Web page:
The Managing Director of the International Monetary Fund(IMF), Christine Lagarde, has confirmed that the Greek government made a 459 million euro payment due on April 9.
Lagarde was confirming a statement by a source in the Greek finance ministry that the payment had been ordered. The crucial payment will help Greece move closer to receiving more funds from an extended bailout loan that will help Greece stay in the euro zone. The Greek government had threatened not to make the payment on time if it would not be able to pay pensions and a government payroll a few days later. Greece will still need to make interest payments of 400 million euros and roll over 2.4 billion euros in short-term treasury bills on April 14 and 17. Even yesterday, Greece issued 1.14 billion euros in six month term treasury bills. The Greek unemployment rate declined marginally in January to 25.7 percent in January versus 25.9 percent the previous month. After a long recession, the Greek economy grew 0.7 percent last year.In his recent meeting with Russian president Vladimir Putin, Greek Prime Minister Alexis Tsipras did not request any economic aid. Putin suggested Russia might provide credits for large scale joint projects in the future. He said:The recent list of reforms presented by the Greek government to its creditors is not regarded as enough by Greece's creditors. Euro zone deputy finance ministers have given Greece six working days to come up with revised reform proposals in order to allow a deal to be reached on April 24 at a Eurogroup meeting in Riga, Latvia. The earlier reform list was regarded as too optimistic about revenue projection and did not deal adequately with pensions and labor market reform. On these latter issues the Eurogroup demands are at odds with the promises of Syriza during their election campaign.While the IMF payment may provide a short term sense of relief, Greece's top banks including the National Bank of Greece are bracing for a continuing battle as more payments become due. Reports indicate that a default and Grexit or exit from the euro zone, could create even more hardships for the Greeks and problems for the Greek economy. Even if Greece does get the remainder of the funds in this bailout extension after the meeting on April 24, within two months it will need more funds to cover its debt. The Greek government says it does not want another bailout but it is not clear how this can be avoided.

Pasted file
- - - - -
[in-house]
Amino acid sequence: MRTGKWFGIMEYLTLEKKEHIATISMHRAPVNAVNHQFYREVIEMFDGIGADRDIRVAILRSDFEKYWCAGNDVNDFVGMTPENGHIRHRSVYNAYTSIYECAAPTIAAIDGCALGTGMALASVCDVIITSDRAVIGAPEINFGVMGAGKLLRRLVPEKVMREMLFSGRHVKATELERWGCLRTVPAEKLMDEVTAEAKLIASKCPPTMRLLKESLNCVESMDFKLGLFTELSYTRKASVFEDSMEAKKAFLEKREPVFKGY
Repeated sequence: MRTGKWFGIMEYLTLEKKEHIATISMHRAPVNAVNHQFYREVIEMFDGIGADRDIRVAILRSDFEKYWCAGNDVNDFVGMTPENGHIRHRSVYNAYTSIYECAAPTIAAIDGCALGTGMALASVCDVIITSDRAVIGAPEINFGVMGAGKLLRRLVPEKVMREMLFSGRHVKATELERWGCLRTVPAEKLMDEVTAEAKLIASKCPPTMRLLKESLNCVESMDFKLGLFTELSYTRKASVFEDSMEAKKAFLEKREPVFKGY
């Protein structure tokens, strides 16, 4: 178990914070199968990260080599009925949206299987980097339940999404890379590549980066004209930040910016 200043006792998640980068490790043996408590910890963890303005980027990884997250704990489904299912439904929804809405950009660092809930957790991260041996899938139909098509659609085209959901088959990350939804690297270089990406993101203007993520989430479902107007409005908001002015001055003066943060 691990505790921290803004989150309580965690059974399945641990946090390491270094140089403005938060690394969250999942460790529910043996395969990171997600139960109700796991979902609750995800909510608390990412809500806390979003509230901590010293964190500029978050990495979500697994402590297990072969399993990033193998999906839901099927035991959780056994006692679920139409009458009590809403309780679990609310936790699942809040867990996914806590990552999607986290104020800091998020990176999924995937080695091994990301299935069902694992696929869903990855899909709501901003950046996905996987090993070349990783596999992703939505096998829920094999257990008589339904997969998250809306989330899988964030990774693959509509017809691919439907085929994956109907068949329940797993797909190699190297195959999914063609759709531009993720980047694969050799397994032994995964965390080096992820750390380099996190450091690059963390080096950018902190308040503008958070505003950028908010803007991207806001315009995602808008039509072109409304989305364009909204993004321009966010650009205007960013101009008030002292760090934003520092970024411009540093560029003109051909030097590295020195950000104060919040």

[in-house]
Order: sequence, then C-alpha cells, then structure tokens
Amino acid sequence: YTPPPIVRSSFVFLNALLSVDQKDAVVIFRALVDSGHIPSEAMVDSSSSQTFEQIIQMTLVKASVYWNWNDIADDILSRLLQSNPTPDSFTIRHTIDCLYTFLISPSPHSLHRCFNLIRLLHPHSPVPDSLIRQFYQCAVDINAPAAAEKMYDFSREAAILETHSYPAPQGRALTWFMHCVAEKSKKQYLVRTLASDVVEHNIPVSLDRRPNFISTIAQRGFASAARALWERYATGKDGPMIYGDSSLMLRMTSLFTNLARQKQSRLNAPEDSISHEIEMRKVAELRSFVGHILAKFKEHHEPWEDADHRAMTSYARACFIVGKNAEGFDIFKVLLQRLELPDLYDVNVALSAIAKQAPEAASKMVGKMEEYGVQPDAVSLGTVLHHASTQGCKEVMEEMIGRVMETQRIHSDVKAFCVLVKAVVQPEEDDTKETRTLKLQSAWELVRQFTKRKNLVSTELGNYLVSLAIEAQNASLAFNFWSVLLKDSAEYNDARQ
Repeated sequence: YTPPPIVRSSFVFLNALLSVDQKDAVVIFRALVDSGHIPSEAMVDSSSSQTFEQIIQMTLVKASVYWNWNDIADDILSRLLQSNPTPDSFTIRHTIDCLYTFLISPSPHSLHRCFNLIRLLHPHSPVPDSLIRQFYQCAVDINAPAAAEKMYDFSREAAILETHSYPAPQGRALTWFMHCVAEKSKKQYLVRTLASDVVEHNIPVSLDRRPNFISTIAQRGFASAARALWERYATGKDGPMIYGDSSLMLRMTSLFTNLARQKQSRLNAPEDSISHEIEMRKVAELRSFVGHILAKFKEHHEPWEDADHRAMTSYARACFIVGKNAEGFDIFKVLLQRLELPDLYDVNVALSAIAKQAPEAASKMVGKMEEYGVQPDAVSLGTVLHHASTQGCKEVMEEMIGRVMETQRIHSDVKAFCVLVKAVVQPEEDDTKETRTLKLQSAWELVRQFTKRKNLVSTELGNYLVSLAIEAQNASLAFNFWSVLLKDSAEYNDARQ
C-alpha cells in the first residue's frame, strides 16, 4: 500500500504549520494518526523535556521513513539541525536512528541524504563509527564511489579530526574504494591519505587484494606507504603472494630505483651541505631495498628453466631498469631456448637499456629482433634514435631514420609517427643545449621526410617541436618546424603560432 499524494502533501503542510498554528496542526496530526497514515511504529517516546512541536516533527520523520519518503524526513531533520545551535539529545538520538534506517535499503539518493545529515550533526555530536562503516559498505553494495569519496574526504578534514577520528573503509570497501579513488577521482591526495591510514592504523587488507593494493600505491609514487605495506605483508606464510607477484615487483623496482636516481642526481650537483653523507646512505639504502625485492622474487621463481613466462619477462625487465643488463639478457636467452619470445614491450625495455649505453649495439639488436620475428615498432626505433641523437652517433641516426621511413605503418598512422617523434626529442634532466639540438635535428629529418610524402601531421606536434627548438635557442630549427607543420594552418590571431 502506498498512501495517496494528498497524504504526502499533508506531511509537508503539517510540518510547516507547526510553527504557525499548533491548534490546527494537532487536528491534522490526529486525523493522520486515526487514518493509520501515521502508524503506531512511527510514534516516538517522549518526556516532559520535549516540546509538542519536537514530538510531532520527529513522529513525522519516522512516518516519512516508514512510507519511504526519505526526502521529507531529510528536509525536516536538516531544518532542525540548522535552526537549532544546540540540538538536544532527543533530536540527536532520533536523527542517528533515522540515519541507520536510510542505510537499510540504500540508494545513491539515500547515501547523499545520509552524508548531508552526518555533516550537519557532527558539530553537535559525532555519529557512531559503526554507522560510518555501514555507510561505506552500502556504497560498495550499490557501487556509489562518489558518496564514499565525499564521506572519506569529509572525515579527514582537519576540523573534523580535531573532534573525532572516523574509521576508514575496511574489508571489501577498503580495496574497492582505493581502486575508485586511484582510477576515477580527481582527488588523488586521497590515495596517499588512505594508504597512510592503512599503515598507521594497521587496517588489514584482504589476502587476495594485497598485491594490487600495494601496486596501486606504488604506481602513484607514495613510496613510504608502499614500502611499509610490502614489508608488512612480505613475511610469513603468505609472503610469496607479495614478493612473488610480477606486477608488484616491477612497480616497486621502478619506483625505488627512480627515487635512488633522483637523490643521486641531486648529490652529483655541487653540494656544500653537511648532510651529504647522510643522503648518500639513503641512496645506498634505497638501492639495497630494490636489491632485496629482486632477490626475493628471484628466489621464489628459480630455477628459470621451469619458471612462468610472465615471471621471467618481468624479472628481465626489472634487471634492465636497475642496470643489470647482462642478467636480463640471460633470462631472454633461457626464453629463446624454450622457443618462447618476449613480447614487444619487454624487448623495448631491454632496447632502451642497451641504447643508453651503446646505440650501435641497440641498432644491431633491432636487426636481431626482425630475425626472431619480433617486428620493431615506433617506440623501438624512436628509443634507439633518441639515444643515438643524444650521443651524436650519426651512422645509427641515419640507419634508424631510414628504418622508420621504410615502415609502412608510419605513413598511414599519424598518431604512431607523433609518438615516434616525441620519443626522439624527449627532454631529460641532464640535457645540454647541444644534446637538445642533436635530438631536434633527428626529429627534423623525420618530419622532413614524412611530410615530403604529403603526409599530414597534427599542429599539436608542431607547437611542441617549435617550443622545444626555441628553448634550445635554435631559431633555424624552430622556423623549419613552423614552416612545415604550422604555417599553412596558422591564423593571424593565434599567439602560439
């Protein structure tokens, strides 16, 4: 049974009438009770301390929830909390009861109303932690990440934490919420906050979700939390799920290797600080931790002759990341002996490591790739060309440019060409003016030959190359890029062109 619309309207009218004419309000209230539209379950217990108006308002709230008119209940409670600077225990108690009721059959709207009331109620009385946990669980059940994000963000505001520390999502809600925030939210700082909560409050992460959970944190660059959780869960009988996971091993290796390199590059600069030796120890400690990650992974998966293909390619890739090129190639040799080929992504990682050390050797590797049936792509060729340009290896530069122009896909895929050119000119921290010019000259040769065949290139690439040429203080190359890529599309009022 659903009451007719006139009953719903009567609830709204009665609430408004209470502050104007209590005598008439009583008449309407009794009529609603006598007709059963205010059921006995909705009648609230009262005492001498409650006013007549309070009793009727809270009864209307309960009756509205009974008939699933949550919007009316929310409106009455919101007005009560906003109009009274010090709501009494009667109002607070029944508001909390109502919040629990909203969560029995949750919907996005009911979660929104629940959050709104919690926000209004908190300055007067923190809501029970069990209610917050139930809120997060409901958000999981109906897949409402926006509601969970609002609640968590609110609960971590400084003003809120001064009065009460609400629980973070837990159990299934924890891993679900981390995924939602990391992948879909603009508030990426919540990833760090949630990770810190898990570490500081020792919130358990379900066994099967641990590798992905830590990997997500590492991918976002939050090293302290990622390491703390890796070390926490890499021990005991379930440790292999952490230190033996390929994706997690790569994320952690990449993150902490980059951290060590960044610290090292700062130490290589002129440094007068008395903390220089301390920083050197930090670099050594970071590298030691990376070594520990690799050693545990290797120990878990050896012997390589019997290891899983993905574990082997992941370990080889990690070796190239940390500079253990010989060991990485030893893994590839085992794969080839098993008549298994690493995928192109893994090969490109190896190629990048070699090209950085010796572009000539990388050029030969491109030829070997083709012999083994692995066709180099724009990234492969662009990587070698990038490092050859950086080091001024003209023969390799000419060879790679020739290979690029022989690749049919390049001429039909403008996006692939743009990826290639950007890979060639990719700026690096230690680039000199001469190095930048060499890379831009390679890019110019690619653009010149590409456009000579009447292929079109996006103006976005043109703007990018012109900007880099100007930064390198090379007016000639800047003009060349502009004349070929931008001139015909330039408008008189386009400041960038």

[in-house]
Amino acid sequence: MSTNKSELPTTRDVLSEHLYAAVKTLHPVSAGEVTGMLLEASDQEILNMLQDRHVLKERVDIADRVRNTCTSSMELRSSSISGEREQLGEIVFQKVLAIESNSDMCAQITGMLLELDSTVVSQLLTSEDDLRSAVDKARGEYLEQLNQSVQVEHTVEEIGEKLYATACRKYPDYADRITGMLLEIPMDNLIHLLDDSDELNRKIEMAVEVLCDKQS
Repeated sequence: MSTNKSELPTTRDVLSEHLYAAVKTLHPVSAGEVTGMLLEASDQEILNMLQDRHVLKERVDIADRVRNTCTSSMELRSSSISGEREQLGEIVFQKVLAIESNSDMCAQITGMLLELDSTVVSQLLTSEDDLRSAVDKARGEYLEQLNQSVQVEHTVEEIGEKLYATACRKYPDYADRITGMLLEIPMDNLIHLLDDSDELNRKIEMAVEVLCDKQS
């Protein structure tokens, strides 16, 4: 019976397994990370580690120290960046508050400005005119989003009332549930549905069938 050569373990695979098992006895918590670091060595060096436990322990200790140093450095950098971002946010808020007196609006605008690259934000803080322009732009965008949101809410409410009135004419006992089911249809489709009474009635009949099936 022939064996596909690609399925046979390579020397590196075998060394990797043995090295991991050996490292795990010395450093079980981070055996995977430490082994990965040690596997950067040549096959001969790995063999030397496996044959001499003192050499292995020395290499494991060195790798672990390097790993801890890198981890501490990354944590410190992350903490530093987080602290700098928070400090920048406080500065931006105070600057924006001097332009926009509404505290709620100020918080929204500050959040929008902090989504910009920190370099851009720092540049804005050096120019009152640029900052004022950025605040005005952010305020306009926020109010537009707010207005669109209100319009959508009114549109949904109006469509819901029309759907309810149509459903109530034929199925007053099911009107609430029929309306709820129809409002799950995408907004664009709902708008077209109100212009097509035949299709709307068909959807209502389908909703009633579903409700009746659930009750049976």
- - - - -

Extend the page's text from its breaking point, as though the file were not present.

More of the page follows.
"The Greek side has not addressed us with any requests for aid, We discussed cooperation in various sectors of the economy, including the possibility of developing major energy projects."